He looks enthusiastic when talking about games. “Computer games are fun. There are tasks to finish and when we do, we feel like the greatest”. He also gets his inspirations from computer games. “I’m into RF now. I can spend hours in front of the computer, even spending longer time than I do for work. Ha ha ha… But clearly, it is where I can escape to”
“I like living in solitude. Ever since I was a kid I never wanted to follow my parents, like the Balinese tradition that requires me and my family to stay with my parents. I can’t imagine living with the family of my five siblings. Furthermore I’m the middle-child. Makes me a little paranoid thinking about that. Ha ha ha..”
Raised in an environment saturated with Balinese art, Masriadi eventually departed from his traditional roots although it is never completely gone. Just look at how he decorates his house or frangipanis in his paintings. His difference in style with traditional Balinese artists did make Anna question her husband. Especially when they were living in a narrow rented house and a baby was on the way. “Why do you paint such plump figures while other people paint such beautiful pictures?”
As usual, Masriadi didn’t budge. He kept producing pieces inspired by clash of cultures and inconsistencies in daily matters. Yogyakarta and its people, with its conversation puns and accepting way of life, becomes his ideal castle of imagination.
He is inspired by daily life. “There’s no particular process. Just sitting here, I’ve already got an idea for my work,” he says while smoking and sipping on a glass of orange juice and vodka. “In college I was influenced by the masters. But too many concepts stifle my creativity. I don’t want to be bound by concepts.”
Masriadi didn’t complete his degree from the Indonesian Art Institute (ISI). “I just couldn’t create 30 paintings for my final project.” For him, painting does not only mean putting ideas on canvas. He puts his heart and soul into it. “I used to be afraid of speaking in public. When I’m forced to, I get stage fright and start trembling. So instead of getting bombarded with questions on the concepts of my work, I just create paintings that are easily understood.”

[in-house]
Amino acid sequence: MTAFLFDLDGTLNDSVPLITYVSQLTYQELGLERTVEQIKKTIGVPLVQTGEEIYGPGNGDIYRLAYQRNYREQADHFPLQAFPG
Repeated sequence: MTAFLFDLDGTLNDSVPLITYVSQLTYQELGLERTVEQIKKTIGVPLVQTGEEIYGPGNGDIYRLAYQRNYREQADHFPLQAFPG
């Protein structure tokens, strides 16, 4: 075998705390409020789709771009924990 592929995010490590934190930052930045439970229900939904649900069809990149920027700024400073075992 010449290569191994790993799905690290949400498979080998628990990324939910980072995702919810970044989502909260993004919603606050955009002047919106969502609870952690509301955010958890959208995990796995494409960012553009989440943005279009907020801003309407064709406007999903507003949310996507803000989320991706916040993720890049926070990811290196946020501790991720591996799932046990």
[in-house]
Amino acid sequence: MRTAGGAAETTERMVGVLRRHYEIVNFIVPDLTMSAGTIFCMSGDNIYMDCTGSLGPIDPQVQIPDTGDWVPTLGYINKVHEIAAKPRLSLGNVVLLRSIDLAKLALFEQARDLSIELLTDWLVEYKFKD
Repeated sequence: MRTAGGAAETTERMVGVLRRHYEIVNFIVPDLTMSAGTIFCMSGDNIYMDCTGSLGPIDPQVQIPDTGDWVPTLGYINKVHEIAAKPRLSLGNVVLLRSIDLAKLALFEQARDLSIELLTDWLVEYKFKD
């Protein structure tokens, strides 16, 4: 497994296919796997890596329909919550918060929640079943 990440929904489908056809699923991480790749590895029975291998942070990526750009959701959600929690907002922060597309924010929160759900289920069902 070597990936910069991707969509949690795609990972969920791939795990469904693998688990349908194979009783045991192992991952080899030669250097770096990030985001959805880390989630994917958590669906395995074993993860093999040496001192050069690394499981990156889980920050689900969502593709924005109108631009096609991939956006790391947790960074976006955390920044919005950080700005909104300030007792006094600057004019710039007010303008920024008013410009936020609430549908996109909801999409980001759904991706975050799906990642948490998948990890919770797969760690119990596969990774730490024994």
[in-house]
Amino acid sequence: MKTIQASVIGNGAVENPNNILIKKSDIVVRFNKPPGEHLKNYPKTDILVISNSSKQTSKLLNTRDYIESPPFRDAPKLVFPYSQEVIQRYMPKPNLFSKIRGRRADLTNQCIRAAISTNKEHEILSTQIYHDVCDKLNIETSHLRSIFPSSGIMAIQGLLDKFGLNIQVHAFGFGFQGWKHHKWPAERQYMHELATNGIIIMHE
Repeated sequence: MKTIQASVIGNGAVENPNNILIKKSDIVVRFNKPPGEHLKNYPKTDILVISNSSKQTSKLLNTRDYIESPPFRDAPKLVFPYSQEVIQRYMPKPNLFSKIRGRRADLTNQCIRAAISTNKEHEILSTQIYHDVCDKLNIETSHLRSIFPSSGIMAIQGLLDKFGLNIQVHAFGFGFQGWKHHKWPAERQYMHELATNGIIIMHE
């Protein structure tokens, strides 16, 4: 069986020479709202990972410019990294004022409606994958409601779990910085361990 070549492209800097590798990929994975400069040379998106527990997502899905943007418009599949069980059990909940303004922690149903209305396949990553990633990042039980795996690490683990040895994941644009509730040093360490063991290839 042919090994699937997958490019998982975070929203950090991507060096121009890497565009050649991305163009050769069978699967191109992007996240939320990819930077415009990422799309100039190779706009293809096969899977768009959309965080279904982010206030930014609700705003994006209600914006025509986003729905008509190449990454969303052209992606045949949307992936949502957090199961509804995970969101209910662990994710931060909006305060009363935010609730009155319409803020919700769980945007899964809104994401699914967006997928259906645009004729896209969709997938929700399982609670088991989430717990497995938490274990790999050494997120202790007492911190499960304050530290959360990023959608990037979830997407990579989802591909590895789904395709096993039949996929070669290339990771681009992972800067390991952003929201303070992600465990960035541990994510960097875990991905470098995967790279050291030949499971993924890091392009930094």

After he decided to quit his studies, he felt he has more freedom to create without having to explain the meaning of each of his painting. In the last decade, he has struggled and matured into his current style. “Life is a daily struggle. But for me, it’s just fun..”
“When people talk about business, there’s profits and loss involved. Me, I’m making art. Making art feels like being a God. I can do what I like doing everyday. Maybe this is different from other people. Can you call this a struggle?” He bursts into laughter after seeing the expression on his wife’s face.
Anna plays an amazingly big role in Masriadi’s life and work. She devotes her life for Masriadi and is unseparable from his success: she stays up with him until late at night while he paints, accompanies him to the internet-cafe and picks him up in the morning, host visits with Masriadi, and takes care of their children. Their teamwork contributes to Masriadi’s growth through time as an artist.